It's only recently that I've come to believe this desire is from God. When I first began to suspect my heart was changing in this area my critical self drew a few initial conclusions: You feel this way because you are tired. You feel this way because you are selfish and you don't want to put in the hard work of having more kids. You feel this way because you are materialistic. Your priorities must be out of order. This is probably not what God would truly want from you. You are giving up because you've had some trials. You are taking the easy road. You are copping out.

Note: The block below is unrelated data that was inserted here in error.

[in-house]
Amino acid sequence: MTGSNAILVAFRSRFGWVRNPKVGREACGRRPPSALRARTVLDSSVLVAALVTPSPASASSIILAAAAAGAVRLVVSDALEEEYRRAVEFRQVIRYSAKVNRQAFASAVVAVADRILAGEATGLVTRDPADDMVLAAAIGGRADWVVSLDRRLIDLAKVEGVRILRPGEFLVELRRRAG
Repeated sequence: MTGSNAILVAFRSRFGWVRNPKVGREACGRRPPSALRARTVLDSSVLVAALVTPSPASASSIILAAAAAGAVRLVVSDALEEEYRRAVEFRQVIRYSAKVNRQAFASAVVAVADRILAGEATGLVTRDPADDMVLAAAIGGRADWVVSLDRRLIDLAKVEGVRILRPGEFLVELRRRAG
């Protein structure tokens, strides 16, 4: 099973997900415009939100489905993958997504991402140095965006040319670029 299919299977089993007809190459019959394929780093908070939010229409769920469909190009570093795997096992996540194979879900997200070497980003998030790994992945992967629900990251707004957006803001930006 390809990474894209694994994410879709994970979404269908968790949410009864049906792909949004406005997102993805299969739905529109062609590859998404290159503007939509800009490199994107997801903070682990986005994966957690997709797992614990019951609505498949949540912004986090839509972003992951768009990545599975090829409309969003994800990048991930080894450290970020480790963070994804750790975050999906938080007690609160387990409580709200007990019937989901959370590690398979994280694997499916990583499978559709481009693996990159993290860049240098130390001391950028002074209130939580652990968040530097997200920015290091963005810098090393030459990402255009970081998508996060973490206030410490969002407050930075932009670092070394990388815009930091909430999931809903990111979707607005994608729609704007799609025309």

The Enemy always wants to silence us with doubts and fears. He is ruthless and will stop at no means to facilitate our own self-destruction. But it is just that, self-destruction. We cannot self-destruct unless we allow ourselves to.  We hold the power. We hold the ground. We either belong to God or we don't. One thing that helped me move past these doubts was seeing how God was also pressing this on Ben's heart. When he has joined together a husband and wife their spirits are one. It was confirmation to discover that the desires of our hearts were both changing.